The change in bash prompt occurs because you are changing the hostname of the machine... and so to try and be convenient (under the assumption your "group of servers" works within one domain), bash assumes the first part of your domain - in this case, mail. This works on the basis that you would have another web server slice named "web.blah.com" which bash would call "@web", or a fileserver called "files.blah.com" which bash would call "@files", etc, to aid in identification when using SSH or whatever.

You can easily set the RDNS and mail server to run from justyourdomain.com without causing any problems - there is no requirement to run from mail.justyourdomain.com except for the ease of identifying what the server is for.

Your MX records will identify where your mail server is, so using the mail. prefix is purely for convenience.

j.

Tibor commented Tue Jan 06 02:16:42 UTC 2009:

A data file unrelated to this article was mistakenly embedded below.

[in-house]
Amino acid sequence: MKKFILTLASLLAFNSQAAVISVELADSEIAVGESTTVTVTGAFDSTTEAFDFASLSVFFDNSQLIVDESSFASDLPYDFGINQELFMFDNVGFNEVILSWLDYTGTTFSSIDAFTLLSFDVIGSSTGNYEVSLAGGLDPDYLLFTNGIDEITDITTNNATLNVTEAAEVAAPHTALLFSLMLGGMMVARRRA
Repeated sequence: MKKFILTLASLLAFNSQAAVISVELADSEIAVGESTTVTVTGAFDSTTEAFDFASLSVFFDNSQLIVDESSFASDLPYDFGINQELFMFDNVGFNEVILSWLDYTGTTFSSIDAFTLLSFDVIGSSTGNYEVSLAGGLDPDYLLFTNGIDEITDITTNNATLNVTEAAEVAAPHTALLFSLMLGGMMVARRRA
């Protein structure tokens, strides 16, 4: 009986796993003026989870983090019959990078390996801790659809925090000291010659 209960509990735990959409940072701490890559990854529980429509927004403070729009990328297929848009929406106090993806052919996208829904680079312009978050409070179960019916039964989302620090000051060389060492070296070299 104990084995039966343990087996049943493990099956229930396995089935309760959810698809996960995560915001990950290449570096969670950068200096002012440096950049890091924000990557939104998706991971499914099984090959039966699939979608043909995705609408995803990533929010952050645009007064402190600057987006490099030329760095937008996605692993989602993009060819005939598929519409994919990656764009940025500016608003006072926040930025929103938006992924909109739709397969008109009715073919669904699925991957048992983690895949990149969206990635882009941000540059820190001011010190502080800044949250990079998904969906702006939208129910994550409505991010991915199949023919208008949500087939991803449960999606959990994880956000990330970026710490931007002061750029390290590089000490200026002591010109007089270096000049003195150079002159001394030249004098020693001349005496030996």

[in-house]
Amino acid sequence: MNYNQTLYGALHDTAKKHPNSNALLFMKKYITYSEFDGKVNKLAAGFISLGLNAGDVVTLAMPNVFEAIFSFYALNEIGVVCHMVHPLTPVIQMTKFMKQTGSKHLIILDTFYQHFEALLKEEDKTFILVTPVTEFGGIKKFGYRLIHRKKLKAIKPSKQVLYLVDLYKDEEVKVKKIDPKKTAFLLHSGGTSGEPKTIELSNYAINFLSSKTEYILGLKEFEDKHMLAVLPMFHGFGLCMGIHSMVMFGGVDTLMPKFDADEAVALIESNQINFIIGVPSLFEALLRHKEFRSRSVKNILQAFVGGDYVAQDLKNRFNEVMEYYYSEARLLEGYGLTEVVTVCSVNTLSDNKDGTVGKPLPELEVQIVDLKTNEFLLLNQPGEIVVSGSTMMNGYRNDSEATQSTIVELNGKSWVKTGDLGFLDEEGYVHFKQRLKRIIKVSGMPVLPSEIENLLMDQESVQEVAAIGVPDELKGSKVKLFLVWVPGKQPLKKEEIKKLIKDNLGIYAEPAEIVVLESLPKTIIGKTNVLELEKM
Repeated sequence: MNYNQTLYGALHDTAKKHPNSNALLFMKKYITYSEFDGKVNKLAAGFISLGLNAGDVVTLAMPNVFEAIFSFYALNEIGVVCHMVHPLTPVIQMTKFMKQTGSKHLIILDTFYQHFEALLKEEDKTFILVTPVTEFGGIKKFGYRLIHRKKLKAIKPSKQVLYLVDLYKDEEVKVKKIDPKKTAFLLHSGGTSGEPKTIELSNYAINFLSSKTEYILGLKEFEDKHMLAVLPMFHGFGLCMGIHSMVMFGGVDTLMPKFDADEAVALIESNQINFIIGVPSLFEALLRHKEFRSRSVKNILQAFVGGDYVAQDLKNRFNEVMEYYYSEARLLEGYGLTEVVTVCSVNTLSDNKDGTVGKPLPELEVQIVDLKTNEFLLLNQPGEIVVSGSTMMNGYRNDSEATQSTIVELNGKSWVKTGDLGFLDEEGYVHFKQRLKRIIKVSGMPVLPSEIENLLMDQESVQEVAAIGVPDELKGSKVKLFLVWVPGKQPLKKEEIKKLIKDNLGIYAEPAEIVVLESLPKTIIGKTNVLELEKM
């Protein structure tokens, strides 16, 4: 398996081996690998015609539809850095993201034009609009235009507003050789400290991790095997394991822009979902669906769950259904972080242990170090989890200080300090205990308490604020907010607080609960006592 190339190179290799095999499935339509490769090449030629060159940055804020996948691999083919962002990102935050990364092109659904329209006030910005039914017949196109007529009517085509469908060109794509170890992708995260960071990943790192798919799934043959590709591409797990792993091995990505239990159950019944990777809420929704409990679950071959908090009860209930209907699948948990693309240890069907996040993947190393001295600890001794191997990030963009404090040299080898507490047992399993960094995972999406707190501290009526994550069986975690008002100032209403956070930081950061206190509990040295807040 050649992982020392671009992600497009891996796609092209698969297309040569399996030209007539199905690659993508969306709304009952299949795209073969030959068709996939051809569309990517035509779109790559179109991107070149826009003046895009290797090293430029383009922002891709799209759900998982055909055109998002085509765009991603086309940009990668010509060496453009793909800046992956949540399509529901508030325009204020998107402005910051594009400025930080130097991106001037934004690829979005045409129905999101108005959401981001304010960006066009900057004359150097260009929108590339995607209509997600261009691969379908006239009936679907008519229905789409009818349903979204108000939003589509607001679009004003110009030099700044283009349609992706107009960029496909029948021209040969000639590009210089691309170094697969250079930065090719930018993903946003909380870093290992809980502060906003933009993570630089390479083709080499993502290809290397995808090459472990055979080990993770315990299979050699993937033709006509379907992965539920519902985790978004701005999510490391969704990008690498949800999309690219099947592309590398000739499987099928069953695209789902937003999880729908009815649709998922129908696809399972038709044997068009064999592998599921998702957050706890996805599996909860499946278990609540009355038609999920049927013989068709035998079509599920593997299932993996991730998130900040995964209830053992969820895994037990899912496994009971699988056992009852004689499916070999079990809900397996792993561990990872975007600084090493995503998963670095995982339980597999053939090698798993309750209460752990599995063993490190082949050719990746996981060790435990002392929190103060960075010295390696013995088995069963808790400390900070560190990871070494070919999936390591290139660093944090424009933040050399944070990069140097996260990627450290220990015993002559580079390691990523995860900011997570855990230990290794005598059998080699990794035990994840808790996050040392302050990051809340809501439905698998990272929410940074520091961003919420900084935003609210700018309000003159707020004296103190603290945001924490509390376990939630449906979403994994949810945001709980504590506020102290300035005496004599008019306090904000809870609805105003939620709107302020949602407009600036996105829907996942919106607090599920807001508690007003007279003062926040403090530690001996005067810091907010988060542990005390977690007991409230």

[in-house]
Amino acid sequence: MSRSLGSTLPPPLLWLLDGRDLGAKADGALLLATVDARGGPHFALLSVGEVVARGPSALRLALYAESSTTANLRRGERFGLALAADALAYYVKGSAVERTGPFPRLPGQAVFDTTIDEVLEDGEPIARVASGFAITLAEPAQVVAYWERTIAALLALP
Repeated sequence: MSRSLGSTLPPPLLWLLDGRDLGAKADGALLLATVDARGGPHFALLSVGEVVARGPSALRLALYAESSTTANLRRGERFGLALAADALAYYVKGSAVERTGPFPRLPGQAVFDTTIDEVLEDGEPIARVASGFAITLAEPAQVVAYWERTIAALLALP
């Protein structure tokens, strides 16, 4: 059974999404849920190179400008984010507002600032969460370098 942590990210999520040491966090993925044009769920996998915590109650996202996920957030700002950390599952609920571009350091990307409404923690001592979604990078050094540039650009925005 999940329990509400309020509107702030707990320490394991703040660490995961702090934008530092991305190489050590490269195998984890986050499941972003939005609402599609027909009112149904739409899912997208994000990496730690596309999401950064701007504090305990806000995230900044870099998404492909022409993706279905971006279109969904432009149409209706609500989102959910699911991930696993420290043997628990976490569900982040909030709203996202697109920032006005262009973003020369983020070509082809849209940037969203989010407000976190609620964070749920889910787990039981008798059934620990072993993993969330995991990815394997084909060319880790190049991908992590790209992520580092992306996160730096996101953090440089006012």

hostname -f or -a gave me "Unknown Host" too

For some reason the host name was not picked up from the /etc/hosts file.

I found one workaround: comment or remove the line setting the HOSTNAME in the /etc/sysconfig/network file. Something like this: NETWORKING=yes

HOSTNAME=MySlice

GATEWAY=173.45.236.1

Seems to me the above HOSTNAME comes from the slice web management interface. I am not sure what tool should be used to change this line officially but editing the file + reboot the slice resolved my problem!

Andrew B commented Sun Jan 11 05:21:38 UTC 2009:

How long does it take the RDNS to propagate? If it has not propagated yet, could that be a reason for a "Relay access denied" error when attempting to send email?